The recent controversies surrounding the new Ted Bundy movie, Extremely Wicked, Shockingly Evil, and Vile and Netflix’s original series, You, have forced us to ask this question. There’s been a lot of backlash concerning the way these media chose to portray criminals and psychopaths. But are these criticisms fair?
When the trailer for Extremely Wicked, Shockingly Evil, and Vile came out, people were quick to call it out for romanticizing serial killers. There were complaints that Zac Efron was too charming, too handsome to play Ted Bundy. They questioned if the movie was trying to make Bundy appealing, so his crimes wouldn’t seem ‘so bad’.
The grievances against You were in the same vein, with Penn Badgley’s portrayal of Joe Goldberg as sweet and unassuming. Viewers were skeptical if a character who is mentally unwell and holds tendencies of violence should really be depicted as so sympathetic. What was worse was that some audiences did end up rooting for the ‘bad guy’.
But here’s the thing: people don’t spend nearly enough time analyzing the intention of media. Zac Efron as Ted Bundy? Researchers, biographers, and the actual documents from the court at the time all paint Bundy as that handsome, charismatic guy that no one could believe was a murderer. What the film (or at least the trailer) gives us is a true-to-life depiction. It’s not trying to ‘trick’ the audience into believing anything other than reality.
As for You, the defense lies in the writing. It deliberately uses a narrator that it explicitly paints as unreliable while still fighting to get the audience to buy his story. There is a complex back and forth but ultimately, if you can’t understand that murdering people is bad then that’s on you as a person.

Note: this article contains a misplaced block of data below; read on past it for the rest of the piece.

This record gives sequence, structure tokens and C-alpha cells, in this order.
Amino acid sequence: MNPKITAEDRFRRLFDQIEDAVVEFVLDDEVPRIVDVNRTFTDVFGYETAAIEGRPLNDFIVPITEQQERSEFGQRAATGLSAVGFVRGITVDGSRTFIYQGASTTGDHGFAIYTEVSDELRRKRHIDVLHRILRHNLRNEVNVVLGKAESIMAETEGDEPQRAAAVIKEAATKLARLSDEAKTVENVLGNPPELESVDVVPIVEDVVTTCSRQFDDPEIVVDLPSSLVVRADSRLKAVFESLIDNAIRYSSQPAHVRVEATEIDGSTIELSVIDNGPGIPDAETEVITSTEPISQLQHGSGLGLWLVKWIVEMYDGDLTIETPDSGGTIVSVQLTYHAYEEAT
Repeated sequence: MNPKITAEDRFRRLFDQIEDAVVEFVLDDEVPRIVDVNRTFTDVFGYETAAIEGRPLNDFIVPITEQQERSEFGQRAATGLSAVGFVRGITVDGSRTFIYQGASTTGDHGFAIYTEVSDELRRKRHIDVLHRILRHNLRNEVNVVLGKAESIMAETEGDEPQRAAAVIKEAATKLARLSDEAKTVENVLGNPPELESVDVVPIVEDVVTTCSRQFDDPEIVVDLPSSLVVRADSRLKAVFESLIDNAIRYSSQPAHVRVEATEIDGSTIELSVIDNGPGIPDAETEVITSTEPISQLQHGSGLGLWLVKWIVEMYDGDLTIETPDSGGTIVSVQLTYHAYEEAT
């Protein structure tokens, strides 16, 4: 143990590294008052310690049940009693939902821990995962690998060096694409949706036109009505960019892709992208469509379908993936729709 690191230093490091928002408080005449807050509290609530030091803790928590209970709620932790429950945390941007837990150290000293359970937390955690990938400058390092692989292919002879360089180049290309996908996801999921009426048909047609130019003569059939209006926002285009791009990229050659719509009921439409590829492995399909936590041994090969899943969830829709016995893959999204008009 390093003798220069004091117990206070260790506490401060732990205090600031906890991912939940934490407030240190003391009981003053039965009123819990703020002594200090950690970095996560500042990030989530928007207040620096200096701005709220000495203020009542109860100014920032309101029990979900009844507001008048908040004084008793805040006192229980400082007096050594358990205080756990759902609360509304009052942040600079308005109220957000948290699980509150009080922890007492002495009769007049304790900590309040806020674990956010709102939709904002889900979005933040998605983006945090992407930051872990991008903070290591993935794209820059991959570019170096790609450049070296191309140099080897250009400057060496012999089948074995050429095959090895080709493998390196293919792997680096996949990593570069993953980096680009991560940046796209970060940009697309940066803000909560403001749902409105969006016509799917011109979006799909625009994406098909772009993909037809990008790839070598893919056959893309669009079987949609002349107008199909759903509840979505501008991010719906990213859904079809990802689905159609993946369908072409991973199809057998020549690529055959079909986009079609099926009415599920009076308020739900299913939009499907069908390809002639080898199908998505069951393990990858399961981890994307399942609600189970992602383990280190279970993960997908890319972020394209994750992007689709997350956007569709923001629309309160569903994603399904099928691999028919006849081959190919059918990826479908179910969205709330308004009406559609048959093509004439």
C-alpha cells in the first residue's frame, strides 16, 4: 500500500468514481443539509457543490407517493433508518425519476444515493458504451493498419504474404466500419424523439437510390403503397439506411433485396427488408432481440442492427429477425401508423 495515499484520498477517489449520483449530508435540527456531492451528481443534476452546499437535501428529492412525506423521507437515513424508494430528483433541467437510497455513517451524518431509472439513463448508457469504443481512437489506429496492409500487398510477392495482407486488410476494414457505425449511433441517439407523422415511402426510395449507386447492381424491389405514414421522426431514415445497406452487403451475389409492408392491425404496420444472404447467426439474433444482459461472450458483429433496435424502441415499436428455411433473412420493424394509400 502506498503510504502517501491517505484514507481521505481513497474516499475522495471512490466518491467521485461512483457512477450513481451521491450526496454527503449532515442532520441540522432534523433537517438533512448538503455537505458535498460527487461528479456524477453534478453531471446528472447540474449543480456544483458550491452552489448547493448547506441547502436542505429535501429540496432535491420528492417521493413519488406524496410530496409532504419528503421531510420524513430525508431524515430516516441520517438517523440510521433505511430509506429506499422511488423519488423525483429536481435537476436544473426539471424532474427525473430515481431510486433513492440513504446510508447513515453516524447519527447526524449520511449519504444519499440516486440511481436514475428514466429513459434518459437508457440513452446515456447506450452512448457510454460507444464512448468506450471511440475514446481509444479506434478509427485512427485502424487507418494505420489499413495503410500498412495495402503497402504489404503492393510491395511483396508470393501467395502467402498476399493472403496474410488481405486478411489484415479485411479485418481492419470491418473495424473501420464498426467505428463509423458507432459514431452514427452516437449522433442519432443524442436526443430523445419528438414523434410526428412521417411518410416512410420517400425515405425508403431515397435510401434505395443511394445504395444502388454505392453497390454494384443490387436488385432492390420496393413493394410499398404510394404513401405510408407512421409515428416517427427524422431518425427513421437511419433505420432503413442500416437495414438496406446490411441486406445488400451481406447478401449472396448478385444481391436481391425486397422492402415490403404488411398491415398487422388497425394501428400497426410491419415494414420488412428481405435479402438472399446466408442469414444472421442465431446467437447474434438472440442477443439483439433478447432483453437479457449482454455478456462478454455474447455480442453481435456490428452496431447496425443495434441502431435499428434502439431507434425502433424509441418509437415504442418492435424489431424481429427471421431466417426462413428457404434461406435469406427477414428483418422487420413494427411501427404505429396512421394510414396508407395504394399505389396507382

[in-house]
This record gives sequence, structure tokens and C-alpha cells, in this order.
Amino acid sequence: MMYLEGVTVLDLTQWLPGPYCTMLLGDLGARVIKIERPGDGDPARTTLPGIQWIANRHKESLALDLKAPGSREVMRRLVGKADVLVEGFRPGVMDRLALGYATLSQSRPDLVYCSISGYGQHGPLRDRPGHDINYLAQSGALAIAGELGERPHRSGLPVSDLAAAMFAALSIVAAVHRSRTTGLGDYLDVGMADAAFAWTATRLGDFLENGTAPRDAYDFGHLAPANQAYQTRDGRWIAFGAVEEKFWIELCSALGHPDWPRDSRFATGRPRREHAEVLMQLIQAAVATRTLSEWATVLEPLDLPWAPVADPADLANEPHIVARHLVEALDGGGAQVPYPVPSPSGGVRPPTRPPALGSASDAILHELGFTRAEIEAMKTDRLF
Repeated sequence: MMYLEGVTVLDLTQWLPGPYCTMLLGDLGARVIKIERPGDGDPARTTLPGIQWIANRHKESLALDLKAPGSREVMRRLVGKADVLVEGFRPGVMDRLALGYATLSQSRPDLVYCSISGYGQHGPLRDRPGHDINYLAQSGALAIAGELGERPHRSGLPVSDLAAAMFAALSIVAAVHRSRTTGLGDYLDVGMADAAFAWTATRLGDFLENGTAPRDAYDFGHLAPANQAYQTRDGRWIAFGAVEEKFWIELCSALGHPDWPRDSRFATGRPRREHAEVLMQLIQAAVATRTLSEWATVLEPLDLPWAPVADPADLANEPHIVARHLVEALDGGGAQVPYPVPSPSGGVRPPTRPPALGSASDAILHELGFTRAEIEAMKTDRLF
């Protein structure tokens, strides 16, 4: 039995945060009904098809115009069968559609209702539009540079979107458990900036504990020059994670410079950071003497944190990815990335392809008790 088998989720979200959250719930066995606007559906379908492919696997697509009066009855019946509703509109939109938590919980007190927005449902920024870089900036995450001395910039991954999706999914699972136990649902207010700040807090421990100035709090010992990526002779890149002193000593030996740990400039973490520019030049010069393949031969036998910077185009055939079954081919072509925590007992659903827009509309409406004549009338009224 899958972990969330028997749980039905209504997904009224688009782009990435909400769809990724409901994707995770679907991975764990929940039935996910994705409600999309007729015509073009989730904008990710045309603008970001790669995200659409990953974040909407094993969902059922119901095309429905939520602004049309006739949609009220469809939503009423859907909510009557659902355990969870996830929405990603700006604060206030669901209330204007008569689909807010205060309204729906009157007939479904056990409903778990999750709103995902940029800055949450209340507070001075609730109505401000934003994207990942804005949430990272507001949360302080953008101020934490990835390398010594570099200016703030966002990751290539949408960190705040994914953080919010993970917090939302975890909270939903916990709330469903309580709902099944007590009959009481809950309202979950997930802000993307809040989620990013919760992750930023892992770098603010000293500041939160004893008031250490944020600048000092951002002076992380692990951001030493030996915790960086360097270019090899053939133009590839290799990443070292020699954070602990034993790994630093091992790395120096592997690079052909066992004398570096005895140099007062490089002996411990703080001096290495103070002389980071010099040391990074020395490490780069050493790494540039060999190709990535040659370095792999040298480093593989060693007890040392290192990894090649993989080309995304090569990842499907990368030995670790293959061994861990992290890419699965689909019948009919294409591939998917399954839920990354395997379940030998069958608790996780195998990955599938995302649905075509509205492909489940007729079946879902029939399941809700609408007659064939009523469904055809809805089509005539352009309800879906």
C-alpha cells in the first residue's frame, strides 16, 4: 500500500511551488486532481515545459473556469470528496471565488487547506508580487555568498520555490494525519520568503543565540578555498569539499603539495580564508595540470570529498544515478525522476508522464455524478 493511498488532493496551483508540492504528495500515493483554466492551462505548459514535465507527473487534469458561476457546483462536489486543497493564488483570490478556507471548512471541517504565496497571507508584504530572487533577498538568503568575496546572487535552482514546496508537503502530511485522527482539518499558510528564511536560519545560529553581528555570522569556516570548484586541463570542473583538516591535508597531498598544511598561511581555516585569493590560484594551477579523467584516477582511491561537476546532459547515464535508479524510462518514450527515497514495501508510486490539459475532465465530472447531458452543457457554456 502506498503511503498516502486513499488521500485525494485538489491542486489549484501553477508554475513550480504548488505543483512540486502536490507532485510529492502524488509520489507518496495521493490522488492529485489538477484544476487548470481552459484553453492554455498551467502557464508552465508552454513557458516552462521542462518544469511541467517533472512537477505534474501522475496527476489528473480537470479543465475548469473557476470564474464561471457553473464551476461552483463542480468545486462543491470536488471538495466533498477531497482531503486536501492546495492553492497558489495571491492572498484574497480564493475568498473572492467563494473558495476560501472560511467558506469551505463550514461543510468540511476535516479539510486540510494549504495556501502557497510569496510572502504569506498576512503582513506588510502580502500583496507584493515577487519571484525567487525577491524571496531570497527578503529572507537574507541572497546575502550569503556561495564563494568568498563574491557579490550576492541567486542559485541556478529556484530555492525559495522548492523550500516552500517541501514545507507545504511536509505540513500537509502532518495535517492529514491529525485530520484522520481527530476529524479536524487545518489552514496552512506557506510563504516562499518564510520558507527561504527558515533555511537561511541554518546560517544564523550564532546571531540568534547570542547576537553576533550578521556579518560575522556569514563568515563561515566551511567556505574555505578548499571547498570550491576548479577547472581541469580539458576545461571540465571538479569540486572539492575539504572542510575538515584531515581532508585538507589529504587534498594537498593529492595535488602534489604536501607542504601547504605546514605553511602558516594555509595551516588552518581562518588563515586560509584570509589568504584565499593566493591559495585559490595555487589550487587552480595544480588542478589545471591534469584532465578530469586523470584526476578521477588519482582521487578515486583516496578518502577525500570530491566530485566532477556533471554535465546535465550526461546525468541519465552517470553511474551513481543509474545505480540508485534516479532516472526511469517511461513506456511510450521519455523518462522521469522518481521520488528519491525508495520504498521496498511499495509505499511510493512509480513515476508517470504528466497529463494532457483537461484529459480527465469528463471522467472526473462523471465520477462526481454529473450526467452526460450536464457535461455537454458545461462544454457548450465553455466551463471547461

Which is the very reason romanticizing dangerous characters has become a trope in the first place. The point is to show people that anyone can be dangerous. Typecasting for villains doesn’t exist in real life, the most seemingly normal person can be a rapist or a murderer. Sure, maybe not all the viewers will catch on to the point. Maybe some people will fall for that romanticization. But why is that media’s fault?
Media is supposed to challenge its audience. It’s supposed to create critical viewers. That’s what narratives like this are at least trying to do. Rather than saying “serial killers are anti-social losers!”, they ask “can a serial killer also be popular and outgoing?”. Instead of serving you unfeeling criminals on a silver platter, they show that evil actions with good intentions still end up as evil. No one has ever said media’s role is to show morality in black and white.
At most, we can say that media has a social responsibility not to spread morally reprehensible ideas. But that’s not what these media are overtly doing. If your takeaway from a film that explicitly states Bundy’s guilt is that “well he was hot so maybe we can forgive him” — whose fault is that?
What do you think?